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Robert Healy, former Executive Editor and Washington Bureau Chief, The Boston Globe

He is a World War II veteran and covered the Vietnam War. Interviewed June 19, 1996


FL: Could you recount the scene of your encounter with Dole as a reporter in 1972 and having that conversation with him...

HEALY:

We were at the Republican Convention in 1972 in Miami. And Dole had this little cabana next to the pool. And he was seeing a few reporters. I was covering the convention for The Boston Globe. And he had been given the axe by Nixon from the Republican National Committee Chairmanship. And it was a humiliating thing because they had shopped the job around, number one, and they had shopped the job around before they told him he was fired. And then they went to Dole and asked him to find out if somebody else, somebody else being George Bush, was available for the job. So he was going through some personal problems at that time in his life too. And he was pretty upset about it, I mean he was very upset about it.

It was at that time that he told me, it was the first time I had heard it from a Republican, in particular a Republican who knew something, that Watergate was going to be a serious thing. Now, he was telling me that I'm sure because there was a little bit of get-even in him. You know, they had canned him, so he was now telling me as a reporter, watch out for Watergate because there is plenty there that you don't know.

FL: Did he also say anything about feeling badly, about being canned? Did you have that conversation?

HEALY: Oh yeah. I mean he was humiliated. I mean, he's the kind of man who stands for something in his own mind, and he's loyal. And I think that he saw, you know the gang around Nixon just felt that he wasn't performing, going to bat for Nixon the way they wanted him to go to bat for him. And we now know what that meant. I mean, we know that meant lying and cheating and the rest to get them out of the Watergate mess. And Dole just wouldn't do it for them. And I think those are the kind of standards he has, and I think that he paid the price for it.

FL: Could you go into more specifics--analysis-- on this conversation with him?

HEALY:

Well, here we were in Florida, they had just tied the can to his tail as Republican National Chairman and he is showing the both sides of Bob Dole. He showed the stoic who really didn't want to admit that he'd been [jogged]. And he was hesitant about really blowing the whistle on these guys.

On the other side, you saw the dark side of Bob Dole, who said to me, you don't know how, as a journalist, you know, you don't know how bad this Watergate thing is. And the signal was keep an eye on it. Keep an eye on this Nixon, keep an eye on this game. The same guys that did the number on me are doing a number on the country.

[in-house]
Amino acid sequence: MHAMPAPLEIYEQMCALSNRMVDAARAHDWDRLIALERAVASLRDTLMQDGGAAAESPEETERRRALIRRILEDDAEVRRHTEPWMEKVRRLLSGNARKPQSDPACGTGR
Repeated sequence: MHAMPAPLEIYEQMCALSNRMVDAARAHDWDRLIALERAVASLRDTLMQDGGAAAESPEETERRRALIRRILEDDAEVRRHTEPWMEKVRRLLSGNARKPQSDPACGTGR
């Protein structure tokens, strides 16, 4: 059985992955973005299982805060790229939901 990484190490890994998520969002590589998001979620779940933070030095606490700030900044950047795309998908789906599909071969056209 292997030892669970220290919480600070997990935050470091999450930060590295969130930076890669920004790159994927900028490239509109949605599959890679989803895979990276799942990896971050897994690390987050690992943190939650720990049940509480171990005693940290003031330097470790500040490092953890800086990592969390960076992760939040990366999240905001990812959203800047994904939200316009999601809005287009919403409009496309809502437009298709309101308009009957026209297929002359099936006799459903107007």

It was get even time for him. And that's a side of Dole that you don't see too often. You know, when he gets cornered, when he gets hurt he tends to lash out. He did that during the debate with Mondale, in Kansas City in the Vice-Presidential debate in 1976, when he accused the Democrats of being a war party you know, and everybody in that audience, you know, the journalists had heard pretty much of everything, but that kind of shocked everybody, you know there was a stillness in the room when he came out with that. And of course Mondale came back, recovered pretty well, but I mean the fact was that it was a shocker. You know, it was an old turkey really that we'd kicked around about Roosevelt and other and Wilson and the like that they were war, that Democrats were war-time Presidents. But it was a shocker. And you had the picture of Dole in both cases as a guy lashing out.

But there in Miami in '72 , you had the hurt fellow and the angry fellow. Here was a guy who was humiliated publicly by Nixon. They fired him, they shopped the job around, and they asked him to shop the job around for them. And he hated every bit of it. But he was hurt. He spoke to me about loyalty and how he had been loyal to them. And obviously he expected them to be loyal to him and they weren't. And he was very hurt. I think you saw the dark side of Bob Dole when he looked and he said, "You haven't seen the last of Watergate. This is very serious stuff." And of course at that moment, in August of 1972, there had been very little printed except the burglary itself, and we didn't know the consequences or the Nixon money involved.

FL: Were you at the Nixon funeral?

HEALY:

I saw it on the tube.

FL: Describe that speech and how, if you could, suggest how troubled that relationship was, what did you see?